Mane joins Bayern: How Lewandowski, Coutinho and others have fared after leaving Klopp

By Sports Desk June 22, 2022

It is the end of an era at Liverpool as one of their iconic front three leaves for pastures new.

After six years at Anfield, Sadio Mane has departed for a new adventure with Bayern Munich, completing a move for €41million (£35.2million).

Stats Perform understands Liverpool will receive a guaranteed €32million (£27.5m), plus €6m (£5.2m) based on appearances and a further €3m (£2.5m) depending on future success that Mane and Bayern achieve.

The Reds have already moved on by bringing in Uruguay striker Darwin Nunez from Benfica, but it feels significant that Mane, Roberto Firmino and Mohamed Salah will never play together again for Jurgen Klopp's side.

The trio fired Liverpool to multiple trophies, including a Champions League and Premier League, though the additions of Diogo Jota and Luis Diaz in the last couple of years had already seen a slight evolution.

However, Klopp has now lost one of his main men, which is an experience the German boss has had to get used to in his career, especially the idea of his players moving to Munich.

While it may not feel like quite the blow of past desertions given the forward planning, Stats Perform has taken a look at how the decision to leave Klopp went in the past.

 

Nuri Sahin

Sahin was always likely to be a major component for Borussia Dortmund when he became the Bundesliga's youngest player aged 16 years, 11 months against Wolfsburg in August 2006, a record that was only broken in November 2020 by Youssoufa Moukoko.

He shone under Klopp, particularly in 2010-11 when Dortmund shocked German football to win the Bundesliga title, with Sahin claiming the league's Player of the Year award and earning a move to Real Madrid.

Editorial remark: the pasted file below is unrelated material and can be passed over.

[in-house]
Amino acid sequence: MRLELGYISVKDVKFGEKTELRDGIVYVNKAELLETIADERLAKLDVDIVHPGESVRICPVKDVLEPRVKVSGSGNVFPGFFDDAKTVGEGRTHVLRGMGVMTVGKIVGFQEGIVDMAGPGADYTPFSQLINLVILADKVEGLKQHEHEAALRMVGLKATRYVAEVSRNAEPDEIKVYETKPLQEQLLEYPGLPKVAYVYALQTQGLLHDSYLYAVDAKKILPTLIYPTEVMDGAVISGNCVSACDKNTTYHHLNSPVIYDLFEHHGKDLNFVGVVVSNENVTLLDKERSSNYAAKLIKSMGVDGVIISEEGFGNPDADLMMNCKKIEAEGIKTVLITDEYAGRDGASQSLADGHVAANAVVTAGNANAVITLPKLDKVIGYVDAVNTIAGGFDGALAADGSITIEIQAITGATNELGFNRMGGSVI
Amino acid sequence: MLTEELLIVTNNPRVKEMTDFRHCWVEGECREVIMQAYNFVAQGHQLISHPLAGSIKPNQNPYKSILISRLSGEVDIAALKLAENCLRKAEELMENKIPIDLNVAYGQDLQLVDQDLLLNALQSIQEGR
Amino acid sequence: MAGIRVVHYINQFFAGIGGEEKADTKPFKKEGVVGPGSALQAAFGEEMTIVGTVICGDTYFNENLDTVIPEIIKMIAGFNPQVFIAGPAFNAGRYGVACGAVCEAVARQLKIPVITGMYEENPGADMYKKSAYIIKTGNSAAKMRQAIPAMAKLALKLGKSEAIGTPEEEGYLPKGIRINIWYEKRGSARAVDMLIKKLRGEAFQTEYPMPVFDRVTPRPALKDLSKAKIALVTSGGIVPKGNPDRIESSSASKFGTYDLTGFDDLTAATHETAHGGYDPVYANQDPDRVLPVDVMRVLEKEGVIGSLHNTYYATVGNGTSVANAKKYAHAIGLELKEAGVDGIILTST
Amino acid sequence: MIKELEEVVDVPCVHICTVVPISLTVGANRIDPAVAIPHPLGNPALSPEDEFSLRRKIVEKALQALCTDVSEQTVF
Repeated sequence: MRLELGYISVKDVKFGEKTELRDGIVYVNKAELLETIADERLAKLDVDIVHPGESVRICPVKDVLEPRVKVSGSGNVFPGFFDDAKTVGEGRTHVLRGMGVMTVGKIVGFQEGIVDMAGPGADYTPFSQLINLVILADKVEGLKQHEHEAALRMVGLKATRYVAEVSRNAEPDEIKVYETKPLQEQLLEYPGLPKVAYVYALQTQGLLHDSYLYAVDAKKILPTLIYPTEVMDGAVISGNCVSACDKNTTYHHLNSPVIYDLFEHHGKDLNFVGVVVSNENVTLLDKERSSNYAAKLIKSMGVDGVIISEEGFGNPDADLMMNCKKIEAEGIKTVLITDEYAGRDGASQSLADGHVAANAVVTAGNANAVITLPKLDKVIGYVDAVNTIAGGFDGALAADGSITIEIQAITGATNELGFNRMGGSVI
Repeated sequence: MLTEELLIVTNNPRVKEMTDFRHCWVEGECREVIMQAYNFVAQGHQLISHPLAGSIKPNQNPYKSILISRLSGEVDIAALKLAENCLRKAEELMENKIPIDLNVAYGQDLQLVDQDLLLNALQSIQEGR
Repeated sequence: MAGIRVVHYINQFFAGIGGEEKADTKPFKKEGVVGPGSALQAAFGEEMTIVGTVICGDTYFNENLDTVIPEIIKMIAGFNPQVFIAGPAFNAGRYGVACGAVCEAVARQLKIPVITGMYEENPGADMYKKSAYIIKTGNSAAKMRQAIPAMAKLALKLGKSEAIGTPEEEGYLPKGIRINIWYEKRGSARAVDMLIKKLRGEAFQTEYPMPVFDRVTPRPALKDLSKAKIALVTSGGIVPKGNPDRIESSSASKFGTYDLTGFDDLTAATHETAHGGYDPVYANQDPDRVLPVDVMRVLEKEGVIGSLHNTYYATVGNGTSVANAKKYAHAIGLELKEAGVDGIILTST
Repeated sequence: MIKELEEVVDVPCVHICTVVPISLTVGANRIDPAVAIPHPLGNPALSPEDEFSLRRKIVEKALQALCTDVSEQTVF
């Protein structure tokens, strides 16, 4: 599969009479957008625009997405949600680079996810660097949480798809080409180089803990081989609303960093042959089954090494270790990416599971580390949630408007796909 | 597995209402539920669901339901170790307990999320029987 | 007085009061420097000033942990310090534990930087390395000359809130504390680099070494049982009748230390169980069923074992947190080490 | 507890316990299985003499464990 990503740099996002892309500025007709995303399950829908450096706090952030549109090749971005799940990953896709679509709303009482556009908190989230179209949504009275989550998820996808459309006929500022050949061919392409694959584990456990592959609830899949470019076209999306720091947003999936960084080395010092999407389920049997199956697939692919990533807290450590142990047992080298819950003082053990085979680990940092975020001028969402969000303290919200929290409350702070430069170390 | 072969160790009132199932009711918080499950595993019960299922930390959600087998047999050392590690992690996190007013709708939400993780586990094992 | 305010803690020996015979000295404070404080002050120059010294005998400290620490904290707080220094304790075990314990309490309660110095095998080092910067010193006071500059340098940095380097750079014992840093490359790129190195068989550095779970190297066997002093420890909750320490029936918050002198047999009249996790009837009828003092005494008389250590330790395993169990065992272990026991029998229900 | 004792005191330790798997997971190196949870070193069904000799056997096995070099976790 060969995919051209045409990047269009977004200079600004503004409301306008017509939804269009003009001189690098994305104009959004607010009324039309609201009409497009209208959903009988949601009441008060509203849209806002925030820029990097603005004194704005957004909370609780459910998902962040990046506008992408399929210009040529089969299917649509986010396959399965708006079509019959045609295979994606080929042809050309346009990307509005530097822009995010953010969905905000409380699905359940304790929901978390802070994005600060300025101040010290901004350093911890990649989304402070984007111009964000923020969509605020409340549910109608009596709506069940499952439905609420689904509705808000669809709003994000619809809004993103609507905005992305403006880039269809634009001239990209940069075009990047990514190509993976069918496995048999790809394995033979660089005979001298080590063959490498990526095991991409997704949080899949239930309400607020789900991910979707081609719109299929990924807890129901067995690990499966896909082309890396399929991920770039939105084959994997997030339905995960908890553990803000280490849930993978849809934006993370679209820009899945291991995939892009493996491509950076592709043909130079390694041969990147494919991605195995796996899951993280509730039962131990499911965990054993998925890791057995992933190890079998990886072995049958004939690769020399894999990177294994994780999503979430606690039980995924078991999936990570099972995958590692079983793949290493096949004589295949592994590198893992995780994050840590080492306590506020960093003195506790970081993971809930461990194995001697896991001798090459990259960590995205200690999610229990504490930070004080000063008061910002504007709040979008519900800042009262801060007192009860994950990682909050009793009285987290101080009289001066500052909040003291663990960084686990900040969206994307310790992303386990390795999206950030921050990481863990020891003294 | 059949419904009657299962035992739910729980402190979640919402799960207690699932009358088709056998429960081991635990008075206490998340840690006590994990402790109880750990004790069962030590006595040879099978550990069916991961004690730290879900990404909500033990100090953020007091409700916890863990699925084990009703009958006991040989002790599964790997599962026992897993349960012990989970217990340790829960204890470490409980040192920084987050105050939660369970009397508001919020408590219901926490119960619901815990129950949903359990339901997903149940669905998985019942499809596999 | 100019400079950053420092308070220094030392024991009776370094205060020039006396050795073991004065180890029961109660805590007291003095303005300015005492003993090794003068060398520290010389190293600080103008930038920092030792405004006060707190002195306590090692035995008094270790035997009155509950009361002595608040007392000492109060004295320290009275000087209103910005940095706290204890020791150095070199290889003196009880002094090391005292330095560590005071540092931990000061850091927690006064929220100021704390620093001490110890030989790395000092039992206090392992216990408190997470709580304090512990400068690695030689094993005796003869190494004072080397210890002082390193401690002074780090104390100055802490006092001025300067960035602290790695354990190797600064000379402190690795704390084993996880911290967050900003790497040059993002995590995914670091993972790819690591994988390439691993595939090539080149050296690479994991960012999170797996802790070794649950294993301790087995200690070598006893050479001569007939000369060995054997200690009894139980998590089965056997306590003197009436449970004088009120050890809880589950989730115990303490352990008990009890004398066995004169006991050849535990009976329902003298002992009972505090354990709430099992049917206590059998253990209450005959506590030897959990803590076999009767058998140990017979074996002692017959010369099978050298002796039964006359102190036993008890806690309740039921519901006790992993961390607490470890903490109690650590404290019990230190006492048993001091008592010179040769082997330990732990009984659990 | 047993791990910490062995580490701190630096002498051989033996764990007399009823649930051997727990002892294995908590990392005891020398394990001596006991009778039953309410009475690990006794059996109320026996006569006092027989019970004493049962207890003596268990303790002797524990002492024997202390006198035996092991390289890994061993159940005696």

After 14 goal involvements from midfield (six goals, eight assists) in his last season in the Bundesliga, Sahin struggled to do similar in Spain, making just 10 appearances in all competitions for Madrid, with one solitary goal in the Copa del Rey against Ponferradina.

An unsuccessful loan move to Liverpool the following season was cut short halfway through, and just 20 months after leaving Signal Iduna Park, Sahin was back in the yellow and black on loan, before making the switch permanent in 2014, staying until a move to Werder Bremen in 2018.

Shinji Kagawa

The Japan international spent two very productive seasons at Dortmund under Klopp between 2010 and 2012, winning back-to-back Bundesliga titles and scoring 21 goals in 49 league games.

Kagawa decided to try his hand at the Premier League, moving to Manchester United in June 2012, but much like Sahin, found the grass far from greener.

Due to injury, he only played a supporting role as United won the title in the 2012-13 season, scoring six goals in 26 appearances in all competitions, before making a further 29 in the first campaign at Old Trafford following the retirement of Alex Ferguson, with no additional goals to his name.

Like Sahin, Kagawa returned to Dortmund in 2014, spending a further five years at the club.

 

Mario Gotze

The fresh-faced Gotze came through the youth ranks at Dortmund and, like Kagawa, played a vital role in Klopp's great Dortmund side that won two Bundesliga titles, and also had a big hand in getting them to the 2013 Champions League final.

One of the side narratives to that final against Bayern was that prior to it, Gotze had agreed a €37m move to the Bavarian club.

Klopp was hurt by Gotze's decision, but although the attacking midfielder went on to score the winner for Germany in the 2014 World Cup final and have a decent record at Bayern, scoring 36 goals in 114 games, he never really established himself as a key cog in their team, and in a familiar move for those who had left Dortmund, returned three years later.

Gotze spent four years back in the yellow and black, but was never able to recapture the magic that made him one of Europe's hottest prospects under Klopp.

Robert Lewandowski

Arguably the only real success story of those who moved on from Klopp, though there is no denying that the building blocks were put in place by the German for Lewandowski to become the striker he is today.

Arriving at Dortmund as an unknown from Lech Poznan, he scored just eight times in 33 games in his first Bundesliga season, before going on to rack up 66 across his next three league campaigns.

His goals also played a part in Dortmund winning two titles and reaching the Champions League final, but a year after Gotze had moved to Bayern, Lewandowski did the same following the expiry of his contract.